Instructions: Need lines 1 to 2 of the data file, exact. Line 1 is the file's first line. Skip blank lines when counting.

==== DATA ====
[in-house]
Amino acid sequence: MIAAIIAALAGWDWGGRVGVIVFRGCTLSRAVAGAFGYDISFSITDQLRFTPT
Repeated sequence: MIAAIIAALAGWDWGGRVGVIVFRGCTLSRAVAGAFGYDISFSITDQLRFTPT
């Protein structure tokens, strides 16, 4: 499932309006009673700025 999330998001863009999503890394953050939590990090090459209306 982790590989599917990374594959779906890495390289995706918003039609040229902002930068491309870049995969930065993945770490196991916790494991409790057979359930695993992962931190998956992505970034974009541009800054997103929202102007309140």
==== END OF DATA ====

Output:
[in-house]
Amino acid sequence: MIAAIIAALAGWDWGGRVGVIVFRGCTLSRAVAGAFGYDISFSITDQLRFTPT